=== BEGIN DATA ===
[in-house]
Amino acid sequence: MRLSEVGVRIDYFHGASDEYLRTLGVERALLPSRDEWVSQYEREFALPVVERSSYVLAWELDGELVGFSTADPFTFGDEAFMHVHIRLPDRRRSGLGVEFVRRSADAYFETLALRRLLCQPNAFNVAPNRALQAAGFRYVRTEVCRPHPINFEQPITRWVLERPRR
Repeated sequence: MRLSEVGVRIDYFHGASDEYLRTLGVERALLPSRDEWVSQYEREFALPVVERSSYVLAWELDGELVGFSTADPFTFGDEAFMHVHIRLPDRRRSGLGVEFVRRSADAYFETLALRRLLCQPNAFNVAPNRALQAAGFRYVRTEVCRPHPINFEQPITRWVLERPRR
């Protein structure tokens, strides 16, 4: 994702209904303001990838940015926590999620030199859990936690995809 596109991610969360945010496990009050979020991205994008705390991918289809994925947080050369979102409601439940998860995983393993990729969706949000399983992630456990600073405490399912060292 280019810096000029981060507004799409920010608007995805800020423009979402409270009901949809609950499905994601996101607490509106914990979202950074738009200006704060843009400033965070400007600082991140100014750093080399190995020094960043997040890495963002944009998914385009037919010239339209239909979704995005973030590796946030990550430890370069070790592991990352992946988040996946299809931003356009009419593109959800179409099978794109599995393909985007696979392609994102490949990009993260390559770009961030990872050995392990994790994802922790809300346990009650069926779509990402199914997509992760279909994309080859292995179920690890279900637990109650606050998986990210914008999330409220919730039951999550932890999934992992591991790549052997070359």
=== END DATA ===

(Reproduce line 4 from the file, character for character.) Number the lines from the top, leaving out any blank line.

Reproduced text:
């Protein structure tokens, strides 16, 4: 994702209904303001990838940015926590999620030199859990936690995809 596109991610969360945010496990009050979020991205994008705390991918289809994925947080050369979102409601439940998860995983393993990729969706949000399983992630456990600073405490399912060292 280019810096000029981060507004799409920010608007995805800020423009979402409270009901949809609950499905994601996101607490509106914990979202950074738009200006704060843009400033965070400007600082991140100014750093080399190995020094960043997040890495963002944009998914385009037919010239339209239909979704995005973030590796946030990550430890370069070790592991990352992946988040996946299809931003356009009419593109959800179409099978794109599995393909985007696979392609994102490949990009993260390559770009961030990872050995392990994790994802922790809300346990009650069926779509990402199914997509992760279909994309080859292995179920690890279900637990109650606050998986990210914008999330409220919730039951999550932890999934992992591991790549052997070359």